Interesting points on both sides. However, I think that with the biopsy, there can be "complications" or "detrimental" side effects....such as getting that "negative" result and then continuing on gluten for years and years and years, then being scoped MULTIPLE times with more "negative" results. Only to finally try the diet and find out that your child suffered all that time and it was completely and easily preventable by being gluten-free! With a young child, it can take just a few days to a few weeks to notice if the diet is helping. I find it strange that just trying the gluten-free diet is not standard protocol in cases where Celiac is suspected but not showing up officially on the radar.

TCA, you do make a very good argument with the biopsy finding Celiac in those who are relatively asymptomatic. I do wonder though just how many asymptomatic people are going into the GIs office and requesting a biopsy? Perhaps if random blood screening caught something "off" but otherwise....one could argue that the tests can often further muddle up the situation and create confusion as to what the options are.

TCA, you did have another wonderful point....the immediate family DOES get on board once they see the difference the diet can make. I think that prior to knowing the world of Celiac, most of us would have had a very hard time believing what "food" could do to a person. Once you KNOW, it becomes really easy to see the current flaws in the system and to want all those affected to have the speediest recovery possible. I had a dd who had FTT and I took her off gluten before the biopsy because I was desperate to get her healthy. I figured...."oh, once she gains weight, I'll just put her back on gluten and THEN we'll get tested". lol! Little did I know at that time. If dd wants to test that theory out...she'll have to do it on her own as there is NO way I could do that to her deliberately now that I really know what gluten does to her. I just don't have the heart. Or perhaps I am simply no longer curious to really know if it's celiac disease or GS.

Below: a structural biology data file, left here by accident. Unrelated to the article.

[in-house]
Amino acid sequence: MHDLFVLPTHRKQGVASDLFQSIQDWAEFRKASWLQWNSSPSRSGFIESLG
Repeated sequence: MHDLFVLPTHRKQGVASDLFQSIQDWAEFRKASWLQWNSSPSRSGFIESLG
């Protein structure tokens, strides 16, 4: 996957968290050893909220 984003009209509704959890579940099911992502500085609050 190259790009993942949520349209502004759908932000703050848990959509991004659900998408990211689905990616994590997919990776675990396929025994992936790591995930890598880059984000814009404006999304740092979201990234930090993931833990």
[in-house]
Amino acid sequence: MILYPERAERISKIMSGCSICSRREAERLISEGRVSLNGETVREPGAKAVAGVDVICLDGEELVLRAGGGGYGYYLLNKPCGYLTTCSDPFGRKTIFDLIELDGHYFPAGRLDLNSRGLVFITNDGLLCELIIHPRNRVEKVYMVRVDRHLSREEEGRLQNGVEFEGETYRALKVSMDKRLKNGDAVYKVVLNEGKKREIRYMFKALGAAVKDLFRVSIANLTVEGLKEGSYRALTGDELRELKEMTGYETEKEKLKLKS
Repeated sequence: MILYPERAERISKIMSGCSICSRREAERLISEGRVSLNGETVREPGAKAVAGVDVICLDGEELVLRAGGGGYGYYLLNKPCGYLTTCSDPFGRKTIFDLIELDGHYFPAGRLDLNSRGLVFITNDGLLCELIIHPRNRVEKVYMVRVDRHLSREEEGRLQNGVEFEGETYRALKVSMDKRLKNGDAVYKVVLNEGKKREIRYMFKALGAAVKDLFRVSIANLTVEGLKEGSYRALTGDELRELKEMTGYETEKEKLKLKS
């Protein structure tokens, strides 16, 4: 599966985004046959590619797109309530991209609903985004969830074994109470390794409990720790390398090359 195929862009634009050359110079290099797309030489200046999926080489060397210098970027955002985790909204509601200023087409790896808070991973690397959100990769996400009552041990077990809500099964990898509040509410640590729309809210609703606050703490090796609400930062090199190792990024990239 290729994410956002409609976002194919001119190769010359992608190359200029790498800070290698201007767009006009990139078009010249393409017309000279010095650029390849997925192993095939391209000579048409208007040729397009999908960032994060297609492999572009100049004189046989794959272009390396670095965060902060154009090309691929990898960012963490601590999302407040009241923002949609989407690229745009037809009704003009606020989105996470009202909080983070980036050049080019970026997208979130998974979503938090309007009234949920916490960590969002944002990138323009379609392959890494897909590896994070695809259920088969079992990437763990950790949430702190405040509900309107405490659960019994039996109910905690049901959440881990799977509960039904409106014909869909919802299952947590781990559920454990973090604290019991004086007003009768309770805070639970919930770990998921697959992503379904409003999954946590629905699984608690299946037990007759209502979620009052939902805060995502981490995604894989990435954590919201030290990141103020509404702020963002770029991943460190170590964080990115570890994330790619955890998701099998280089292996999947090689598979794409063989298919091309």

Isn't it the recovery and not necessarily the diagnosis which we're all truly interested in? And after seeing the speed of the recovery once on diet (compared to the time it took for all the tests to finally point us definitively in that direction)....I think many of tend to lean towards diet first and foremost. After years of suffering, if there's one thing most of us would do differently, it would be to try the diet after the first biopsy came back negative.

What I especially dislike about the biopsy is that the GIs hardly ever explain to the patient (or their guardian) that a negative result does NOT necessarily mean that they don't have Celiac. In fact, amongst the people I know, they are told EMPHATICALLY by their GIs that their child "cannot possibly have Celiac" as the tests are "highly sensitive" and they came back negative. And the new thing now is for the GI to tell the parents that their biopsy-positive child has a "very, very, very mild case of Celiac". That they can "continue with their current diet. Just don't introduce and NEW wheat-containing foods". I've had TWO parents this week alone tell me that latest piece of nonsense. :blink::angry:

Biopsy or not. The diet NEEDS to be applied. Depending on the parent, either in lieu of the biopsy or directly afterward. No ifs, ands, or butts. JMHO :)

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Hope it all works out; biopsy or not.

Whatever you decide, biopsy or not, as the child's parent, it's your decision. Grandparents can only cheer from sidelines and are obligated to go along with the program as long as the program is not harmful to child; for example parents who only feed their children ground nuts and nutritionless type vegetables (happened in NYC a couple of years ago. DYFS found out in time. Couple were unhinged and infant could have died).

If you don't get biopsy and want to go gluten-free Grandparents have no say in your decision. They should not countermand your orders.

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Biopsy or not. The diet NEEDS to be applied. Depending on the parent, either in lieu of the biopsy or directly afterward. No ifs, ands, or butts. JMHO :)

AMEN!!!!!!

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Hope it all works out; biopsy or not.

Whatever you decide, biopsy or not, as the child's parent, it's your decision. Grandparents can only cheer from sidelines and are obligated to go along with the program as long as the program is not harmful to child; for example parents who only feed their children ground nuts and nutritionless type vegetables (happened in NYC a couple of years ago. DYFS found out in time. Couple were unhinged and infant could have died).

If you don't get biopsy and want to go gluten-free Grandparents have no say in your decision. They should not countermand your orders.